We did some quick work and got Sammie throwing it for a strike at least part of the time. But it sure was nice to start from a solid foundation!
So there you go. Learning the game, or even parts of it, doesn’t always require a formal setting. Sometimes, if you’re fortunate, it just happens. Gotta love osmosis.
Recently I had the opportunity to see the movie “The Right Stuff,” about the start of the U.S. astronaut program, again. (If you haven’t seen it, it’s really worth checking out.)
Early in the movie they show the efforts to break the sound barrier. Test pilots had gotten close before, but there were real concerns that if you actually got up to the speed of sound (Mach 1) that the vibrations would tear the plane apart and the pilot would die. For that reason many believed it couldn’t be done.
One who didn’t was test pilot Chuck Yeager. When he sees a new X-1 jet come in he decides he wants to go “chase that demon” that lives out at Mach 1 and see what really happens. The next morning he hops in the plane and becomes the first person to break the sound barrier.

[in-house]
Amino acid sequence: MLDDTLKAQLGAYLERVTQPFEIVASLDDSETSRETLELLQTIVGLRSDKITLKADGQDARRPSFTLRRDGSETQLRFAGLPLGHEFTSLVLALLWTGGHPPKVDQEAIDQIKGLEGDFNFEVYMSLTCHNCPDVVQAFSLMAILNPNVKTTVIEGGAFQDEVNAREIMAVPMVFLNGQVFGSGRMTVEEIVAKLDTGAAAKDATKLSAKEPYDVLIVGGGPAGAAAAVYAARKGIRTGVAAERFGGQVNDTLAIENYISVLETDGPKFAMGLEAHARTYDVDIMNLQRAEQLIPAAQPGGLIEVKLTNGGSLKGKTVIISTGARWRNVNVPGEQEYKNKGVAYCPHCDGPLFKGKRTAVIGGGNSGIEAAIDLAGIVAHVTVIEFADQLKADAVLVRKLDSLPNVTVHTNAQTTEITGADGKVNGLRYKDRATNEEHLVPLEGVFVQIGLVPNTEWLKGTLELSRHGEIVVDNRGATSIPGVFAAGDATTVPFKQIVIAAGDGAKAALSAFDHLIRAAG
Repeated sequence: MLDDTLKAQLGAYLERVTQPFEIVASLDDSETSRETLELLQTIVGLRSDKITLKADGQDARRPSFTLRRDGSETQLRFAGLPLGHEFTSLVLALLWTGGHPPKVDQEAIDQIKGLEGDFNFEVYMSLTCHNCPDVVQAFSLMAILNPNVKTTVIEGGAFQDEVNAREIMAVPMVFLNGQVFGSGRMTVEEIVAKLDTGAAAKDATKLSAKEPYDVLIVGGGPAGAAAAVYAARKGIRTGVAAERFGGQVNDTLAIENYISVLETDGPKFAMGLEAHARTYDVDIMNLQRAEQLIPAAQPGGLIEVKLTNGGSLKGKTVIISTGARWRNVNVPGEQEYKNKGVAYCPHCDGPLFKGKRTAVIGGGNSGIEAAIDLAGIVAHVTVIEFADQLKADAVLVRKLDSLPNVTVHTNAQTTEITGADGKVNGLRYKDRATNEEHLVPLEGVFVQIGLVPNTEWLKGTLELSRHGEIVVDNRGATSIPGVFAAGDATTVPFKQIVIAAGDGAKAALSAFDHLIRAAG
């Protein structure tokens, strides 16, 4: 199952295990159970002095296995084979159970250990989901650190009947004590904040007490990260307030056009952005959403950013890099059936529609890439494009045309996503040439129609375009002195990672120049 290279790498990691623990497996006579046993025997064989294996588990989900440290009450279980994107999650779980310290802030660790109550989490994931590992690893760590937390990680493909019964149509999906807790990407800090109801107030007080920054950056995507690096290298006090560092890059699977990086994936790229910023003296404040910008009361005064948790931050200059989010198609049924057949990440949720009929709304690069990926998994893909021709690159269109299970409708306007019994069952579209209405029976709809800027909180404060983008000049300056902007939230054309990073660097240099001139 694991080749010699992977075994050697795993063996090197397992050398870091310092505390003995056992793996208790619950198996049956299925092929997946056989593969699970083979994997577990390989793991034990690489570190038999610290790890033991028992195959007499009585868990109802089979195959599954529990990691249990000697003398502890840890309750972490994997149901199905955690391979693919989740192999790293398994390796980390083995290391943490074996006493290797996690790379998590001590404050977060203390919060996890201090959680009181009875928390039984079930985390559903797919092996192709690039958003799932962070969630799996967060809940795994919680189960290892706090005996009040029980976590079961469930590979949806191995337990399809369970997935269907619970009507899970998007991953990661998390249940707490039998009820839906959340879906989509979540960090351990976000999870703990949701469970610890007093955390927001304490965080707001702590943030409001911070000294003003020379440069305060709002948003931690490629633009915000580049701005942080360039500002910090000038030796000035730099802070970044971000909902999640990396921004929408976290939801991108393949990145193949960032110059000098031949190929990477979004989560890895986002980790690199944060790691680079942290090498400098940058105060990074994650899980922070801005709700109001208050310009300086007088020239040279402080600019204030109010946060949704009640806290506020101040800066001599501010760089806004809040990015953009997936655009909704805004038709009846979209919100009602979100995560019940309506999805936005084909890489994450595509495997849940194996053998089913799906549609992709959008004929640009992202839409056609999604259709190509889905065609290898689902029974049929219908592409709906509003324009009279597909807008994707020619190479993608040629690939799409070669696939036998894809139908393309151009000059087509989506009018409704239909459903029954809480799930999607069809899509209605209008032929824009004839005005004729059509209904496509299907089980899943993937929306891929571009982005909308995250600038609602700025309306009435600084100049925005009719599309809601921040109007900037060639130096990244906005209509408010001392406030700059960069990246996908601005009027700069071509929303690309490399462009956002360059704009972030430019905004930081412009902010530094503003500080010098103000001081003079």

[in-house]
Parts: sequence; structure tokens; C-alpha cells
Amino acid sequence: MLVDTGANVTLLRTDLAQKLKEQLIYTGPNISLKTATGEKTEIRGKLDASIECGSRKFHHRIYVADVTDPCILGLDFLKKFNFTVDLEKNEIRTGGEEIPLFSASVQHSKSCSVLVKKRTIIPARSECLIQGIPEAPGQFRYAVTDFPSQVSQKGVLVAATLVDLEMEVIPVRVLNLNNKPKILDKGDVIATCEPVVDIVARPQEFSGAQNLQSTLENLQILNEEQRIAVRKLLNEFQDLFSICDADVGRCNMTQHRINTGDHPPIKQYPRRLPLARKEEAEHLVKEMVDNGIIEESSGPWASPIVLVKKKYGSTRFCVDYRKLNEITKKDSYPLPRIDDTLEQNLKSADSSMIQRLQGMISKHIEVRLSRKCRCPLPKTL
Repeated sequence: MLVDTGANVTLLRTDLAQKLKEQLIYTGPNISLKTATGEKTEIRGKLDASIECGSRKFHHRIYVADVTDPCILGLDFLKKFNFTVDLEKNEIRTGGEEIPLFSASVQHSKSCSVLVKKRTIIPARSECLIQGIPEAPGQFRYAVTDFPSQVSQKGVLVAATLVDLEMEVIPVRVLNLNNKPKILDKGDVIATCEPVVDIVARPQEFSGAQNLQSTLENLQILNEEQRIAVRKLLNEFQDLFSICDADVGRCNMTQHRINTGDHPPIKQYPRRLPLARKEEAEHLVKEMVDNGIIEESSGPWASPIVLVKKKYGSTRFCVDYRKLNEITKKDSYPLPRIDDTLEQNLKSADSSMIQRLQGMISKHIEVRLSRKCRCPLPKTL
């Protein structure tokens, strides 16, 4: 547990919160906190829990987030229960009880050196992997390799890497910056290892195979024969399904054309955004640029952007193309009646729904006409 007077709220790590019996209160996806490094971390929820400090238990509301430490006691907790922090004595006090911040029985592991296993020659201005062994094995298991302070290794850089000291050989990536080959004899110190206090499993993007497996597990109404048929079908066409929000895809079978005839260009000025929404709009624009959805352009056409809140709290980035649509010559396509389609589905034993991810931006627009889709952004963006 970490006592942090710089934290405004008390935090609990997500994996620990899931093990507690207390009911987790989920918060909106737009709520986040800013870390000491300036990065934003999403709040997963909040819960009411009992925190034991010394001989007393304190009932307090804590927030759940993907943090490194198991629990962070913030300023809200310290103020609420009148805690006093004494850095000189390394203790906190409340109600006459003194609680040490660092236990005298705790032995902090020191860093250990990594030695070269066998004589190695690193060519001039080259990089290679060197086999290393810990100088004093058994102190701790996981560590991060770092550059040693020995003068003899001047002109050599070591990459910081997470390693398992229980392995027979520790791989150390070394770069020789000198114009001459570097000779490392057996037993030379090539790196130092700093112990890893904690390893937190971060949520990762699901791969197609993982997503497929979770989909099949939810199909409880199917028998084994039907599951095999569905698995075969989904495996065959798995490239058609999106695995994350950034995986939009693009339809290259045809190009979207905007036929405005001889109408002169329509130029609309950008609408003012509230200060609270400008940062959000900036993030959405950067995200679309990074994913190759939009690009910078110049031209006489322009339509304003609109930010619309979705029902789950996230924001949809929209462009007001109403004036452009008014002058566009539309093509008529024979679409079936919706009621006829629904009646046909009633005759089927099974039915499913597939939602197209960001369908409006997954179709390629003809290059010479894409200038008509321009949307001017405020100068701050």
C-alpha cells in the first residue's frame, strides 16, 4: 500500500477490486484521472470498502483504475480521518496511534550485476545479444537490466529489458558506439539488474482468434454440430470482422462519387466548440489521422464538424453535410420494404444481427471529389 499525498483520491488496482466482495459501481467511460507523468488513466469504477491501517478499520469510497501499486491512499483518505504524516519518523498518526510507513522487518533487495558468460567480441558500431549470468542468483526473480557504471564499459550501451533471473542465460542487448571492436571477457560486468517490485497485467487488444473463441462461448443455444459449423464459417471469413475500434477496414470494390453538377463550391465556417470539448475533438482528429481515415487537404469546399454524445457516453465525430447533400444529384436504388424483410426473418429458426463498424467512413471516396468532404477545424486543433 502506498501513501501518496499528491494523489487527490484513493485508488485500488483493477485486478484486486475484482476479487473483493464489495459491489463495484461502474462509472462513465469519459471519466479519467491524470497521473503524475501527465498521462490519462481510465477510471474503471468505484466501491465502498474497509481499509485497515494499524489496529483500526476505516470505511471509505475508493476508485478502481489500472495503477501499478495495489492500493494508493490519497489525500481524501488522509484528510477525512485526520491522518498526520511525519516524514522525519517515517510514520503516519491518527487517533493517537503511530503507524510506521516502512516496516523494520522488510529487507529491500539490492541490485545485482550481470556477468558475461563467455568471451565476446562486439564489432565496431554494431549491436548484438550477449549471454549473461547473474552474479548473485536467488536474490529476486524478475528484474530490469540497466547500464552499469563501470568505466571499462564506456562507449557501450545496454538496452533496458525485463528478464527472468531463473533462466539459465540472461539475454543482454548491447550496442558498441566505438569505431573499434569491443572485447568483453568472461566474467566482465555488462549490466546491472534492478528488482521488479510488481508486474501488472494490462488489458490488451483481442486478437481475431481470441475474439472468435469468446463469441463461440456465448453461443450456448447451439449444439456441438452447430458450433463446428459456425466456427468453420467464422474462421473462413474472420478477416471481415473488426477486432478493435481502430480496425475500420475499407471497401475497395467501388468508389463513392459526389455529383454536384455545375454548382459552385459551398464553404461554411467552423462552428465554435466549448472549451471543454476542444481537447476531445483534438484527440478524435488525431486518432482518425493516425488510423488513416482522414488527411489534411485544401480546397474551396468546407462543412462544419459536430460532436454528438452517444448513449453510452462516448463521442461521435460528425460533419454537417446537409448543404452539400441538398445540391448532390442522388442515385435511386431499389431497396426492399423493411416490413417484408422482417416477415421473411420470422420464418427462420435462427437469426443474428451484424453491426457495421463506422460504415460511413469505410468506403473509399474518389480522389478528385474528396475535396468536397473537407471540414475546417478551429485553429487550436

Interesting, you say, but what does all that have to do with softball? Simple. Like then-Col. Yeager, nothing great happens for players when they stay in their comfort zone. It’s only when they get out to the edge of their abilities, where the “demon” of errors lives, that they can truly advance their skills and become the players they’re meant to be.
For pitchers, that means trying new pitches in games. Often times, pitchers will work and work to learn a new pitch. But then when game time comes they’re afraid to throw it for fear of looking bad, or the softball equivalent of the plane breaking apart, happening.
But here’s a little secret: No matter how poorly you throw a pitch, it’s only worth one ball on the hitter. That’s right! Whether you miss by an inch or chuck it over the backstop, the hitter is awarded only one ball. You don’t avoid throwing your fastball if you throw a ball, so why should it be different for any other pitch you’ve prepared. Get out there, keep throwing the pitch and get comfortable with it.